Our time at Gencon was cut woefully short this year due to lack of babysitting (one grandma just started a new job, and the other is a teacher...yeah, I understand Gencon's overlords don't want to hold it the same weekend as PAX or another big con, but if maybe they could hold it sometime that is not the week school begins in my state, that would be great). We arrived Friday evening and left Sunday afternoon. Because of this the weekend felt rushed, since we had to pack four days' worth of awesomeness into two, but hey, short Gencon is better than no Gencon.
Since we didn't get to Indy until 6, I assumed we'd be waiting in line a while to pick up our badges at Will Call. I figured the locals would be getting off work and coming to grab their own badges...but I was wrong. There was no wait. Not even sixty seconds. Not even ten seconds. We walked right up and got our stuff with no trouble. The guy in the booth turned out to have gone to our alma mater as well, so we chatted about that (sorry I didn't get your name, cool friendly guy!).
We were meeting a friend for dinner, but he wouldn't arrive until 9, so we wandered around the convention center a bit, discovering the arcade room, which was packed with elderly arcade games including The Simpsons and Teenage Mutant Ninja Turtles and others my husband knew but I didn't because I never played many games back in the day- still don't, really. We checked out the card hall and the miniatures hall and Cardhalla, ran into my friend Kimberly and chatted a bit, then headed to the Rock Bottom Brewery for dinner. Our friend who was supposed to meet us at 9 didn't show up until 10:30; we were finished by then. The cute waitress busted his balls about being so tardy, but we stuck around while he ate, went with him to pick up his badge, and retreated to our hotel room at the Fairfield Inn, peeking in at the massive Pathfinder room.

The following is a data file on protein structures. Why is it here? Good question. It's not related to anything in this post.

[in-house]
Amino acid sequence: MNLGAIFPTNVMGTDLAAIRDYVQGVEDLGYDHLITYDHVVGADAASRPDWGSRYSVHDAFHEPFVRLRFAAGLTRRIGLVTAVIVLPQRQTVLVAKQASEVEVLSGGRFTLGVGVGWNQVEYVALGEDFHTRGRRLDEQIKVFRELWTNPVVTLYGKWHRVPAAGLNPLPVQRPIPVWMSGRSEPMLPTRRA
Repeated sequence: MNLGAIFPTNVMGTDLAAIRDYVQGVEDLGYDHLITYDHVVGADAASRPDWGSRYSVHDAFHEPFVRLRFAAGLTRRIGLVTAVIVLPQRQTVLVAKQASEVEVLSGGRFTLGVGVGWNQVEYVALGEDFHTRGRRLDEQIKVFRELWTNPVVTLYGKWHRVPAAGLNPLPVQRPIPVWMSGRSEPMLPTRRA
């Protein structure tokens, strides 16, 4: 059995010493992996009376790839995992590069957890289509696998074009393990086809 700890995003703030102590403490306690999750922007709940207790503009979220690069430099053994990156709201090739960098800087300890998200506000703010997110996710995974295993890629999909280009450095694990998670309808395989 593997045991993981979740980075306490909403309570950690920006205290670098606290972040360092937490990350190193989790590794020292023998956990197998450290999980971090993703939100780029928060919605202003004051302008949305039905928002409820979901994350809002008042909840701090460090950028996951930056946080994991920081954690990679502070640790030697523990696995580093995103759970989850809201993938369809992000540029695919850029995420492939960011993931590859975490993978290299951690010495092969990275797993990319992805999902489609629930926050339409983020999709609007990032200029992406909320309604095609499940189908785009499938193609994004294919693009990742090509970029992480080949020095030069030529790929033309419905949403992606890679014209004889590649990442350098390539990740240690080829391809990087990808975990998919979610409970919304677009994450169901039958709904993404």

The Fairfield isn't fancy, but the beds are soft, the TV has HBO and they offer a free breakfast. I will always stay in the hotel that offers free breakfast.
Saturday morning I actually managed to drag my lazy ass to the hotel fitness center, where I trudged on a cross-trainer while watching the scrolling newsfeed on CNN (only after my workout did I notice the headphones tucked behind the screens on the equipment. What a dumbass).
I got dressed (super-cute miniskirt kind of- EGL dress and stripey stockings. My friend bought the dress from Hot Topic for my birthday more than 10 years ago. When I found it in my closet a couple months back I was stoked that I can fit into it again) and we partook of the free breakfast and went to the convention center.
My first panel was “Exploring Genres: Horror”. The “Exploring Genres” panels were a new thing this year, and consisted mostly of panelists who wrote in that particular genre attempting to outline the genre and give tips for writing it. In all I went to four “EG” panels that day (the only ones I attended on Saturday, actually): Horror, YA, Dark Fantasy and Cross Genre. All were entertaining (and, in the case of YA, a genre I don't read and don't know much about, helpful). However, I still feel that the Gencon Writers' Symposium- while enjoyable- is something I might have outgrown. Most of the panels are geared toward writers who are just dipping their toes into the water. Those of us who have been doing this a while need panels with more specific topics to help further our writing education- because you're never too old or too experienced to learn, but the basics are pretty much laser-engraved into our brains at this point.